Boards can then use that profile as a benchmark to assess internal candidates, tailor development plans to fill gaps, and track progress in a way that can be shared easily with the board. The profile is also used to benchmark external candidates, particularly as planning for a successor becomes more time sensitive and additional options may need to be considered. Often, boards will ask their search consultant partners to conduct a tabletop exercise and generate a list of prospective external candidates (but not contact them). This gives boards an opportunity to, on paper, compare inside and outside candidates as they progress in their succession planning—while still maintaining confidentiality.

In this timeframe, boards will also need to align on how internal politics and communications about the process will be handled. Internal candidates will be curious about their own progress; external parties including investors and media will want reassurance that the board is thoughtfully planning for CEO succession.

Counting down: One to two years

When the timeframe shrinks to one to two years, the pace of the process must accelerate markedly. The most significant shift is that, with less time for development, the board’s and sitting CEO’s focus is more on determining which candidates—both internal and potentially external—are nearly ready to step into the CEO role. A crucial step at this point is to reevaluate the requirements established for the future CEO profile to ensure they are appropriate to the company’s perceived near-term strategic needs.

Internal candidates’ progress on targeted development should be thoroughly assessed against the profile once it’s calibrated. And, at this point, mapping of outside candidates is crucial to have a good benchmark relative to internal options, at least on paper. A full external search can be thoughtfully launched when succession is a year or so out, if the board feels that outside candidates should be considered.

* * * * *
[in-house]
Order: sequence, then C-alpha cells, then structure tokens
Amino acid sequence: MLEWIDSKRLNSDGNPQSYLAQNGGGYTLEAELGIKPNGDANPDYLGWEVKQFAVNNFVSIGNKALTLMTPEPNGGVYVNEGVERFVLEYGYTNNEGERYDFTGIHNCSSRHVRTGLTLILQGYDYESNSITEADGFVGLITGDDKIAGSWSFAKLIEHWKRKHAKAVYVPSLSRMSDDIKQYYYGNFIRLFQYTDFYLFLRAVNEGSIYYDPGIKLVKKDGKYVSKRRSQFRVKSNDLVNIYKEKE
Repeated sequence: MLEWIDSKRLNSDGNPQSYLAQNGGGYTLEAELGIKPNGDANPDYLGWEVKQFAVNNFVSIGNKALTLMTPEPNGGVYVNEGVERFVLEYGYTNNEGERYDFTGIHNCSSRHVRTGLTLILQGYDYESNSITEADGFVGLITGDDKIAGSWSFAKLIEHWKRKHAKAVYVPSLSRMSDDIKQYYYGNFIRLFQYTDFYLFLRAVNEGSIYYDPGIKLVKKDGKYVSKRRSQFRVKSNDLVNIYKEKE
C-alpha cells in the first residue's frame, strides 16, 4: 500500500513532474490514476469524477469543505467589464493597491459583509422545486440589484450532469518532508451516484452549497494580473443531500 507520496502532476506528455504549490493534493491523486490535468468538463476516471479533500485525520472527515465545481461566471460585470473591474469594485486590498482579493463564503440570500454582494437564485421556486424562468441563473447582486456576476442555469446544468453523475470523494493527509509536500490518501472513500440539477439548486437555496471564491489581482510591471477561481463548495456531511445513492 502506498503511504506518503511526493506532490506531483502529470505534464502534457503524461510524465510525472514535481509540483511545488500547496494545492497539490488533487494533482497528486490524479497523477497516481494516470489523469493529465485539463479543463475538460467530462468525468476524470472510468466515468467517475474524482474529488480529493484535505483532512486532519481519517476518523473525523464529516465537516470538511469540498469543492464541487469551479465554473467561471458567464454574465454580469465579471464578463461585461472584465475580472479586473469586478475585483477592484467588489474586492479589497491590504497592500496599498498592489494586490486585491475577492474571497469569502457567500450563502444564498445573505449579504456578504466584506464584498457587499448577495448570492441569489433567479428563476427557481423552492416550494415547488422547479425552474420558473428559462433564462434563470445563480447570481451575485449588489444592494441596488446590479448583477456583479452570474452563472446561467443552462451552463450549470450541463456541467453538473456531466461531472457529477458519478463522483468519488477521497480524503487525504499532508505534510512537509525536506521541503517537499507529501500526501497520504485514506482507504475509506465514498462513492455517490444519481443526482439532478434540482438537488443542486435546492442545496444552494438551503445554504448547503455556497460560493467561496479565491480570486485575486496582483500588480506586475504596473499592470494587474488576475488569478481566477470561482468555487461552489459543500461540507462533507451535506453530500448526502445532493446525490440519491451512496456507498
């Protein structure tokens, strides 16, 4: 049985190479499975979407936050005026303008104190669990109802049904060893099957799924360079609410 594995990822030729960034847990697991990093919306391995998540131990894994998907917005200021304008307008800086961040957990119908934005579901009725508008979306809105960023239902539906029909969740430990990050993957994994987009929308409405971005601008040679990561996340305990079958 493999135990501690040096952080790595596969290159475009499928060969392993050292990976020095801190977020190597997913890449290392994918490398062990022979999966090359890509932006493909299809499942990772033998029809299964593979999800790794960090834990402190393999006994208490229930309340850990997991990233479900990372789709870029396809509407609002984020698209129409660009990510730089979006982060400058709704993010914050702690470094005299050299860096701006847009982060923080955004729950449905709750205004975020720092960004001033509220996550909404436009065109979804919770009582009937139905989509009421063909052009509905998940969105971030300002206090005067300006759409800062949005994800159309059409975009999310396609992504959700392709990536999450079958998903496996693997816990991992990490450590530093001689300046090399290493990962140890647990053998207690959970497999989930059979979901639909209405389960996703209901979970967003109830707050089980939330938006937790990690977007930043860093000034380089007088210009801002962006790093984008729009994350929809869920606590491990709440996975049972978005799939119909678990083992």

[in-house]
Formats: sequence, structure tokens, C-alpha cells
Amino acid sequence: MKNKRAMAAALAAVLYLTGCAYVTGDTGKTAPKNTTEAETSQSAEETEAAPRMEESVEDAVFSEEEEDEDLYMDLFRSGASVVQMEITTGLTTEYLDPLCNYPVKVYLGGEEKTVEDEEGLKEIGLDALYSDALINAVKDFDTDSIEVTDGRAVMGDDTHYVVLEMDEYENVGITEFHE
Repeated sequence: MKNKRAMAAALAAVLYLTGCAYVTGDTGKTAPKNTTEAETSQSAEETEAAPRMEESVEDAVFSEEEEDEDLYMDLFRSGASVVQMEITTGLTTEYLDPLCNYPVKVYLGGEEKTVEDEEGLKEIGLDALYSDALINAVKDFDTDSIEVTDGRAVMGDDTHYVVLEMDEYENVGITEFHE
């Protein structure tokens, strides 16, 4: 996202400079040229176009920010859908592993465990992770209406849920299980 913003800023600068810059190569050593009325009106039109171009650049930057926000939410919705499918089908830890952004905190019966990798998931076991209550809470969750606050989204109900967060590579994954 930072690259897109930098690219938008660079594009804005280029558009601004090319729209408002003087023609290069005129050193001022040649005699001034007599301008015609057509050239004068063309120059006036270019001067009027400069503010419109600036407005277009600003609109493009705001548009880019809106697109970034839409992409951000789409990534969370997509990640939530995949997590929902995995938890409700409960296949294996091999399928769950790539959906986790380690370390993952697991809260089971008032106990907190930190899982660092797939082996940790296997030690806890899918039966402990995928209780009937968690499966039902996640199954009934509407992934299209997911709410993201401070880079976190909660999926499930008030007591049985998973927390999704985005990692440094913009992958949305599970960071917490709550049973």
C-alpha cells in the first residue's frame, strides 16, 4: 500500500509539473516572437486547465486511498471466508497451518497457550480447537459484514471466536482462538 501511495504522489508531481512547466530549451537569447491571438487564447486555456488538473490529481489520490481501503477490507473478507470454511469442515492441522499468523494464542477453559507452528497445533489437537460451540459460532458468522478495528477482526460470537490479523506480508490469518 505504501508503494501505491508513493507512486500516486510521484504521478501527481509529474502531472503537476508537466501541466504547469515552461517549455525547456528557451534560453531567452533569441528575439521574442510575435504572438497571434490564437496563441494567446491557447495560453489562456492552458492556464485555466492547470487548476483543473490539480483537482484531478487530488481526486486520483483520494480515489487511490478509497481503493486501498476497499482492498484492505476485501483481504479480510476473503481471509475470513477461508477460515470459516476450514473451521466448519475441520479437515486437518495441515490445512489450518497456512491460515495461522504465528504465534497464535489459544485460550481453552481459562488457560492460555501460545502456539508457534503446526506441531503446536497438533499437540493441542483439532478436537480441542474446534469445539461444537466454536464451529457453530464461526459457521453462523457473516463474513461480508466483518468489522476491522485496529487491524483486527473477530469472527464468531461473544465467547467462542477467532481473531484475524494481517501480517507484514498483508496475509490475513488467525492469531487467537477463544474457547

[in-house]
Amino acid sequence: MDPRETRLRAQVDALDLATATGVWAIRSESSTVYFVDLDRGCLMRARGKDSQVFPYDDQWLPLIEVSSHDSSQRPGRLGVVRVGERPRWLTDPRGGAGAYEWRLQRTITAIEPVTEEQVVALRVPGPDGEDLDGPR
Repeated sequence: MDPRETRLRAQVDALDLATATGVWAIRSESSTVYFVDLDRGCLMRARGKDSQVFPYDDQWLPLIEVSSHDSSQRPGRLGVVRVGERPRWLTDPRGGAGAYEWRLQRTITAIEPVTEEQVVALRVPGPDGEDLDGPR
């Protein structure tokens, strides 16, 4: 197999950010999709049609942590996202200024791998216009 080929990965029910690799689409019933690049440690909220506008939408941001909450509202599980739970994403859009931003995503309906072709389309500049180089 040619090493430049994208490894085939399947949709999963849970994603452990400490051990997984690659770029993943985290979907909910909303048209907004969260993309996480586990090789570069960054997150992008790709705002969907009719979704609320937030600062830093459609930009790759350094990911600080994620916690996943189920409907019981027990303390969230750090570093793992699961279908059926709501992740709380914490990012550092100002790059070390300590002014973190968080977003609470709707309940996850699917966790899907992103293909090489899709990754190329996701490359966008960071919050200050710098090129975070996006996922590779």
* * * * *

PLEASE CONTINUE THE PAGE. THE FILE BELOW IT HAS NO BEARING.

The board should be diligently meeting with, assessing, and considering the risks and strengths of its various potential candidates. In addition, the board should be discussing how to handle internal candidates who will clearly not be selected—this is a delicate and important communication exercise that may at this point also include retention steps and personal board outreach.

It is also best practice at this time to identify an interim or emergency successor, especially if a finalist is not emerging or if the preferred candidate requires further seasoning before being appointed CEO.

Imminent succession: Less than 12 months

When the CEO succession is less than a year away, an effective board will have specific plans it can put into motion. But even if a board has gotten off to a slower start, it can speed up tasks that need to be accomplished and make it to the finish line with a satisfactory resolution.

When an immediate successor is required, however, there is far less time to gain strategic and CEO profile insights from the board. Even so, this is still an important step, and the board will need to invest time in creating this foundation or making sure its earlier plans are still strategically relevant.